Li-mheghi: A Girl's Treasure

(Left) Akali Kibami, founder of Li-mheghi (right) some of the products
(Left) Akali Kibami, founder of Li-mheghi (right) some of the products

Morung Express News
Kohima | September 8

For decades, craft making such as embroidery was considered as just another hobby for women. Today, there is a growing appreciation for craft making where successful careers are being crafted out of this hobby. Li-mheghi, an online store on Instagram, which specialises in embroidery crafts, is one such example.

“Initially, it started as a hobby where I made a few custom orders for my family and friends. The custom orders I made were well received and I was getting more custom orders from wider audiences. So, to create a space where people could find my work, I made and managed a page on Instagram and it has led to me to the present day with Li-mheghi,” says Akali Kibami, founder of Li-mheghi.

A full time home based business, Li-mheghi in Sumi dialect means 'A Girl's Treasure' which began in 2017. The online store caters to a wide range of products such as pouches, aprons, embroidery hoops, handkerchiefs, tea coasters, sling bags, totes, and more recently masks-each customised and personalised for the clients.

Kibami was introduced to the art of embroidery while working at Ikali Studio, where under the mentorship of Ikali Sukhalu her interest grew. After she left Ikali Studio, Kibami developed a serious interest in embroidery which she built up through online tutorials and social media platforms. Today, Kibami runs a full time business at Li-mheghi where she not only caters to clients and orders in Nagaland but her products are delivered all over the country.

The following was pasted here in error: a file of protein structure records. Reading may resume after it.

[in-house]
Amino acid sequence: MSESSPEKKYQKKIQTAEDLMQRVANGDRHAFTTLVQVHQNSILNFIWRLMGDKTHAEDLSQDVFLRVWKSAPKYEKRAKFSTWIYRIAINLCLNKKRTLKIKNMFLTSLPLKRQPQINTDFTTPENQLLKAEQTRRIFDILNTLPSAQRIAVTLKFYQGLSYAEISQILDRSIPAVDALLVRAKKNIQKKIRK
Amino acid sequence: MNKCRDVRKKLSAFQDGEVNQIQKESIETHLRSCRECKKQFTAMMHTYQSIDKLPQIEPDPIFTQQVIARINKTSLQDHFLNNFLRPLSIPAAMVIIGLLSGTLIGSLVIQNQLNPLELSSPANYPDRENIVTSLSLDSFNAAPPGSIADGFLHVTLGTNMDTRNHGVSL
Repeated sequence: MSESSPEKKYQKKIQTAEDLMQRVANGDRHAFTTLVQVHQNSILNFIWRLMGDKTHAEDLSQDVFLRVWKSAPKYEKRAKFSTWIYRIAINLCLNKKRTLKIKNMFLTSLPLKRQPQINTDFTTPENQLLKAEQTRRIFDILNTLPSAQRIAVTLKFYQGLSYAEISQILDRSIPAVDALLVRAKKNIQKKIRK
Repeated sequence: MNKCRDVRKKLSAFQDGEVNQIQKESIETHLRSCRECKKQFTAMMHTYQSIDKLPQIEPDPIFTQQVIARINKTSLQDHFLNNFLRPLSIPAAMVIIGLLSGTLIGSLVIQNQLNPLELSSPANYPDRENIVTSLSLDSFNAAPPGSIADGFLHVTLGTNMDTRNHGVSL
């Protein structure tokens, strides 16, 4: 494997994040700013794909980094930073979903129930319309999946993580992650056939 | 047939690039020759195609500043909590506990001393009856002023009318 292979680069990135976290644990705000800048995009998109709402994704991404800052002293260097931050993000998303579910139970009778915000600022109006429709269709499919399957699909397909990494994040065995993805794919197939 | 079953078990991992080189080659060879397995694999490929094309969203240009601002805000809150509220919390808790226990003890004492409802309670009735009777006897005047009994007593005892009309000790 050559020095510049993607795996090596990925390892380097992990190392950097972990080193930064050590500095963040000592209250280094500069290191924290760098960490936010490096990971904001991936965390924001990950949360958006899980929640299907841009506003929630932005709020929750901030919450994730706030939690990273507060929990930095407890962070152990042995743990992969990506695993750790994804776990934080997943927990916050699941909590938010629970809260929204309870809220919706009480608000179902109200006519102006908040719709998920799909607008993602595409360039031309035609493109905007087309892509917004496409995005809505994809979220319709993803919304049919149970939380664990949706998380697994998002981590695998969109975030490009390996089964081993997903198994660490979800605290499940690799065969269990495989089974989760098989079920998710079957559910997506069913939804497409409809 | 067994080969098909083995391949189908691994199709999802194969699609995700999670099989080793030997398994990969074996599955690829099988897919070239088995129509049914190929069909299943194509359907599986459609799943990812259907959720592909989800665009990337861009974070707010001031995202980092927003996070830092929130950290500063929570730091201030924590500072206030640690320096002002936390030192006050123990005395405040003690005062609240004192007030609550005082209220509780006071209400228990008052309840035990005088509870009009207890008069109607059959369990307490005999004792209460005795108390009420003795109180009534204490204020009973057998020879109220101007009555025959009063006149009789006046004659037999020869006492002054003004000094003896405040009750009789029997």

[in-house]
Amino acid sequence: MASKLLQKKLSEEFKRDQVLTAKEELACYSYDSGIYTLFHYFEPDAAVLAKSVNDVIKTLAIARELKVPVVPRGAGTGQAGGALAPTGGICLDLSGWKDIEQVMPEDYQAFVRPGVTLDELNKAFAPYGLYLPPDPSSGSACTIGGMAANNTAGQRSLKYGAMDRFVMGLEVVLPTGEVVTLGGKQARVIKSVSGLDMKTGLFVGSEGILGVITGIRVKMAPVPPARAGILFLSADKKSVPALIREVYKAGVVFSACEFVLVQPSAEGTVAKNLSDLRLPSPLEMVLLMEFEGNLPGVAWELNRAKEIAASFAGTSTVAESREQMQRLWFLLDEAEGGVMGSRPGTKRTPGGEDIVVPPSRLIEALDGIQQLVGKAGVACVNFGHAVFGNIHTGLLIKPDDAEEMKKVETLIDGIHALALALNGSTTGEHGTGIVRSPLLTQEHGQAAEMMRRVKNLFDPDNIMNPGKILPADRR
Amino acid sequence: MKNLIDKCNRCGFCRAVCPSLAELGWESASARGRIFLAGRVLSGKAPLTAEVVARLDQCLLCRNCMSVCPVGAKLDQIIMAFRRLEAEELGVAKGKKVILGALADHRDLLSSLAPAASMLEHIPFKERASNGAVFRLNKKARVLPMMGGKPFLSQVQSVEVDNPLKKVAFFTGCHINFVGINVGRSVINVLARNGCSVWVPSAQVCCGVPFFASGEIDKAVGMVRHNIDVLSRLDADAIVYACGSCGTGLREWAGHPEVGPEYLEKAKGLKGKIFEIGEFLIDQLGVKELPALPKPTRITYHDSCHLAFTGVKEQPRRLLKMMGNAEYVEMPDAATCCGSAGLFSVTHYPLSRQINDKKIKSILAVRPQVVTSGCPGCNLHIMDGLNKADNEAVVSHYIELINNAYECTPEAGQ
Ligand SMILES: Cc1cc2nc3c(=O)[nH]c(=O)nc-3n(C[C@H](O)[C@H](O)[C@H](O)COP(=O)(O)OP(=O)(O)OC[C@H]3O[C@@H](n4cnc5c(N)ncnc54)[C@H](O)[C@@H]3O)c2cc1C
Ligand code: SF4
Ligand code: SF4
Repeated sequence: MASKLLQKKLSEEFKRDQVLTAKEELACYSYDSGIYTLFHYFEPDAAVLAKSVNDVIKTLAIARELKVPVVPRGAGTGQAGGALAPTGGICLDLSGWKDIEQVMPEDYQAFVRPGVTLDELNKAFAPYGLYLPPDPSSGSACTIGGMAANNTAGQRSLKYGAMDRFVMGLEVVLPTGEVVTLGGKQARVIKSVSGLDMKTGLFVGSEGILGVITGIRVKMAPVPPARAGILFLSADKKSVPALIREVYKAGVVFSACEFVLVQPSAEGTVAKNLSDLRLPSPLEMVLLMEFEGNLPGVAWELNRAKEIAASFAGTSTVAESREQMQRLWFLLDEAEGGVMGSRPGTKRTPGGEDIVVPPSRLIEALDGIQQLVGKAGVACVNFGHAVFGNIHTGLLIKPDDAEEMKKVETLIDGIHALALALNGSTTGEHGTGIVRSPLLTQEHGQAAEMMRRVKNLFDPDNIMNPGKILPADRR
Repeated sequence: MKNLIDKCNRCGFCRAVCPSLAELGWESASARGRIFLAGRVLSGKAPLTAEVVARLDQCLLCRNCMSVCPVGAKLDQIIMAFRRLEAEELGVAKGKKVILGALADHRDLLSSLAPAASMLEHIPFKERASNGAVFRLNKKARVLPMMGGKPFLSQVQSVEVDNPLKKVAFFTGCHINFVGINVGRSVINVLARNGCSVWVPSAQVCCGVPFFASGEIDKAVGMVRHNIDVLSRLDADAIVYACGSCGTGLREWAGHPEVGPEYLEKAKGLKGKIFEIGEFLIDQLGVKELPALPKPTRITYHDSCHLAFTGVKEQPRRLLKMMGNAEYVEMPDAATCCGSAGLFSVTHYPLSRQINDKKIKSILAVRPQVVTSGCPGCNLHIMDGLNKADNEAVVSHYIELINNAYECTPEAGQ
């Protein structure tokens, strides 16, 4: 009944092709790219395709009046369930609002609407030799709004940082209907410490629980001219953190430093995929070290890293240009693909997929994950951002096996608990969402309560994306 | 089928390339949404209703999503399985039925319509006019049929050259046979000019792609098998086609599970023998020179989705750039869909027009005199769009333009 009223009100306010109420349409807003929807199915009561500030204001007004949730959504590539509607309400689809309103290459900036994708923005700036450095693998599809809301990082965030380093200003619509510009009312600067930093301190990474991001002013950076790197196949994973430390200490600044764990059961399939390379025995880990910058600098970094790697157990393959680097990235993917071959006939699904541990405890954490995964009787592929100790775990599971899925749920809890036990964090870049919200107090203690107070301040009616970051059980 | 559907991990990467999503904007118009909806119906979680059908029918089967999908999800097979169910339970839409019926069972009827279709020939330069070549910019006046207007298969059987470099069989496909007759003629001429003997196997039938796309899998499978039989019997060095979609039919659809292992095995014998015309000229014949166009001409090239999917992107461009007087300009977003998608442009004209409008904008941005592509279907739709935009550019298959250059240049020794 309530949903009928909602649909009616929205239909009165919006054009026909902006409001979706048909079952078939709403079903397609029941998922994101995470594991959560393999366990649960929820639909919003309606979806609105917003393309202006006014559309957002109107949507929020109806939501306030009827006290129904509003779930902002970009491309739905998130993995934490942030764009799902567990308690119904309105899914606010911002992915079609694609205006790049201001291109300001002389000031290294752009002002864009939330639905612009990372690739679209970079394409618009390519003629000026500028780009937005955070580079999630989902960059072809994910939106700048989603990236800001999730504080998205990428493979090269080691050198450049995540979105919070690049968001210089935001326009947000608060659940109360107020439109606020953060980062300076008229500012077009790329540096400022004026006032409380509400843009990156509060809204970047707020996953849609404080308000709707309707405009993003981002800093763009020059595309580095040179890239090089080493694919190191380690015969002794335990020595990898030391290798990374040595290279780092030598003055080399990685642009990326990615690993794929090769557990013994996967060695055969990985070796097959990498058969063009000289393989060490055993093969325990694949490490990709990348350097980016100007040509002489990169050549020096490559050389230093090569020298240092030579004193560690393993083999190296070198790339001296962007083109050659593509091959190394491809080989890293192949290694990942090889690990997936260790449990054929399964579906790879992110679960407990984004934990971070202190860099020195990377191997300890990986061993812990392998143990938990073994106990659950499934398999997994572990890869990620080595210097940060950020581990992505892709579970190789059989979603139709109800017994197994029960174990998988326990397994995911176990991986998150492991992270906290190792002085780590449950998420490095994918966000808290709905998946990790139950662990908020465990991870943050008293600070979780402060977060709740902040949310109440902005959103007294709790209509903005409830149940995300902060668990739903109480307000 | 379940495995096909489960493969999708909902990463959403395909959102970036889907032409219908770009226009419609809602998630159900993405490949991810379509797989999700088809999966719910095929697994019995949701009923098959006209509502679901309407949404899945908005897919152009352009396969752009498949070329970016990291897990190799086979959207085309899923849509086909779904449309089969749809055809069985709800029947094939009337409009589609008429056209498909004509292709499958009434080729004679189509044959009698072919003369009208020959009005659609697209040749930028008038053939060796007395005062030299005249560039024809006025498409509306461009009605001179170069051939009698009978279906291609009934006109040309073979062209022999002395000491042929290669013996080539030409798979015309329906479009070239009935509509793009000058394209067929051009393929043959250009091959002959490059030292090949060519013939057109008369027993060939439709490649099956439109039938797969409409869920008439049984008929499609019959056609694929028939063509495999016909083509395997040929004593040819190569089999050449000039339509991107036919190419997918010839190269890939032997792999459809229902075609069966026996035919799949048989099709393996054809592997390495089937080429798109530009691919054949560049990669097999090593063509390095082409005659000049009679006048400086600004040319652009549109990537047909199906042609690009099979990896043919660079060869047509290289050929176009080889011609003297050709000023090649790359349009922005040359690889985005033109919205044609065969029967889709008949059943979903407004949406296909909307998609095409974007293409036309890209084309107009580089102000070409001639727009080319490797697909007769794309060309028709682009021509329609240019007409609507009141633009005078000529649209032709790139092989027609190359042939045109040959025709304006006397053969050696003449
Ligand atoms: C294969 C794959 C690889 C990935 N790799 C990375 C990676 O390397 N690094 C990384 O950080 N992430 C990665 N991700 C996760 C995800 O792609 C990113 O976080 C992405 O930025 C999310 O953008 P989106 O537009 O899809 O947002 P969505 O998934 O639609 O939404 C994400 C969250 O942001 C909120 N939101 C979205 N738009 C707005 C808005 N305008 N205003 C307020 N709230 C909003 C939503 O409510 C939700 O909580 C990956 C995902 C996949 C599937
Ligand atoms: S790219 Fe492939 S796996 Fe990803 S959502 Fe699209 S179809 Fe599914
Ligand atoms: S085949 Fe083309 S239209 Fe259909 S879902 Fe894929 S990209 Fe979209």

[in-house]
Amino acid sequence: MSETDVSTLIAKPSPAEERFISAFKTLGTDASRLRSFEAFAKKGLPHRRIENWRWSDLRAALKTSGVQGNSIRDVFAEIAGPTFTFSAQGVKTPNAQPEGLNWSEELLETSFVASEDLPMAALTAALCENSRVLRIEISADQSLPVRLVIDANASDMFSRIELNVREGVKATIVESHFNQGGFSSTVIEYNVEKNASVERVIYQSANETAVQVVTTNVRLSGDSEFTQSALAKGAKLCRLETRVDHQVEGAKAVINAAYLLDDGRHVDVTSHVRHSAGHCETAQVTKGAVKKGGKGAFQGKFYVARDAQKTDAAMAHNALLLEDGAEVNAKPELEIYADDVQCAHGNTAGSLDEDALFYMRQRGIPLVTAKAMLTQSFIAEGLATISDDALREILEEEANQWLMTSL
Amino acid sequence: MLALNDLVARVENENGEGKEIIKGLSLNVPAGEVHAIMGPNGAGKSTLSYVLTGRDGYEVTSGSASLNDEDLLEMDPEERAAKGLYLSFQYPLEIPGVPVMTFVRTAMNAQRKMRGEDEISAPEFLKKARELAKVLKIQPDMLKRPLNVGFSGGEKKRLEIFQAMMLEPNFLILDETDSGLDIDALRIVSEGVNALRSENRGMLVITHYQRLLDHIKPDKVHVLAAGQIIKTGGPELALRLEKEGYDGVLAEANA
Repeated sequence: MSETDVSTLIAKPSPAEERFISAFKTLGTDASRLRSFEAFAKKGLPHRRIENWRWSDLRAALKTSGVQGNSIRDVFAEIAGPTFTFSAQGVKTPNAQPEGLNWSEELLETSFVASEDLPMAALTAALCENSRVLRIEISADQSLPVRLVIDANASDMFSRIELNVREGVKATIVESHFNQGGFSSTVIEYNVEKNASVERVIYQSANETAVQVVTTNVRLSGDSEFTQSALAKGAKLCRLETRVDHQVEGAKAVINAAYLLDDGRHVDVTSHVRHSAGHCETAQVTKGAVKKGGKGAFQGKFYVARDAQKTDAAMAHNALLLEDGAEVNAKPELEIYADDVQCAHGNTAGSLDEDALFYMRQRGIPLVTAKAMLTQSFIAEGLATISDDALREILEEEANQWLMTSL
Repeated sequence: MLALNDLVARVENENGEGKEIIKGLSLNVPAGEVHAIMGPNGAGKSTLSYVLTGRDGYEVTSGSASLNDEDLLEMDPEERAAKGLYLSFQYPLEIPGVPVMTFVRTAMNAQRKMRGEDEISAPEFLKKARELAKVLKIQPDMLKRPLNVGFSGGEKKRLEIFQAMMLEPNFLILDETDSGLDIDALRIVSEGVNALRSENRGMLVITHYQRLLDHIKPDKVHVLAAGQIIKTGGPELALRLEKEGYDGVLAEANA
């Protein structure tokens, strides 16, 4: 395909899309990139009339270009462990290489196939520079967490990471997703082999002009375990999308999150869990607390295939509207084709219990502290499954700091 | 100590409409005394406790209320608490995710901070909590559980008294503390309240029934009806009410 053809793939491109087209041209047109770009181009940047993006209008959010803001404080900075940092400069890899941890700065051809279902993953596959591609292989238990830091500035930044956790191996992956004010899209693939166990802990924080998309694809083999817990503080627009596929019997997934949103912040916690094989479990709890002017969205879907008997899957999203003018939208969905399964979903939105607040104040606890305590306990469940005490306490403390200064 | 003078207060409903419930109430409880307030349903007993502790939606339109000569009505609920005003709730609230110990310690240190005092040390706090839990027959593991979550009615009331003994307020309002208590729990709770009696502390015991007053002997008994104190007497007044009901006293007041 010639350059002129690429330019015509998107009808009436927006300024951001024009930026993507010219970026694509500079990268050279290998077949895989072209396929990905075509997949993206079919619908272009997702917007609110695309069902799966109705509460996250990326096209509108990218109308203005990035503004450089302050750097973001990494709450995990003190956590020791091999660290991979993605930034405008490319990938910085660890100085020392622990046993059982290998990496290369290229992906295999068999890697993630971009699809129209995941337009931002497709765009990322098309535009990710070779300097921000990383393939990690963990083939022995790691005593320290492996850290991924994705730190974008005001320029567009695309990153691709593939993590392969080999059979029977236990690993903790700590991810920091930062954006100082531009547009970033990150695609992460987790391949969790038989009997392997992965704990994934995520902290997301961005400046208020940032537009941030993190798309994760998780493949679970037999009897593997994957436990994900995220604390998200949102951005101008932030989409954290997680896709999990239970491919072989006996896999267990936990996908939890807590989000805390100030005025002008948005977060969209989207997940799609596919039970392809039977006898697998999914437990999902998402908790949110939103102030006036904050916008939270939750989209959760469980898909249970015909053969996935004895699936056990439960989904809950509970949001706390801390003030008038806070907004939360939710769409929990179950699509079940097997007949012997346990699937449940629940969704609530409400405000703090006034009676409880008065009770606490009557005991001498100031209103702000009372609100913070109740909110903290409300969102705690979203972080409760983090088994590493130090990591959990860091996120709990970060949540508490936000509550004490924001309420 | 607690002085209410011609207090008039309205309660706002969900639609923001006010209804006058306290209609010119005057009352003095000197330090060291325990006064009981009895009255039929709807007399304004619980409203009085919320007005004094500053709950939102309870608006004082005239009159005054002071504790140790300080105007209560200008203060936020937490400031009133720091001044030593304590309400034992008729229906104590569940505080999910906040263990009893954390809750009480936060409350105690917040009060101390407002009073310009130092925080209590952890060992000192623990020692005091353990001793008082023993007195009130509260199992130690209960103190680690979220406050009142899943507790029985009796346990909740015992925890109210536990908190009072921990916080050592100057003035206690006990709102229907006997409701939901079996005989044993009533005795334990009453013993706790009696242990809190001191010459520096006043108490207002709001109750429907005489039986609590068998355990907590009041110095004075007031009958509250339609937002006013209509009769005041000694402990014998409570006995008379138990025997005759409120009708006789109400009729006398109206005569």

While there will be a few struggles in starting one's own business especially in craft making, Kibami believes that it is possible to make a living out of craft making in the present day with the growing appreciation for things that are handmade. “And especially with the pandemic, more people are exposed to art and craft making and are being able to give more time to spare and turning  to learning craft making and making a living out of it,” says Akali.

For the young who wishes to pursue a career out of craft making, Akali advises, “Not everyone will understand or support you in what you do but one should not be discouraged. Have full faith in yourself, have patience and work hard.”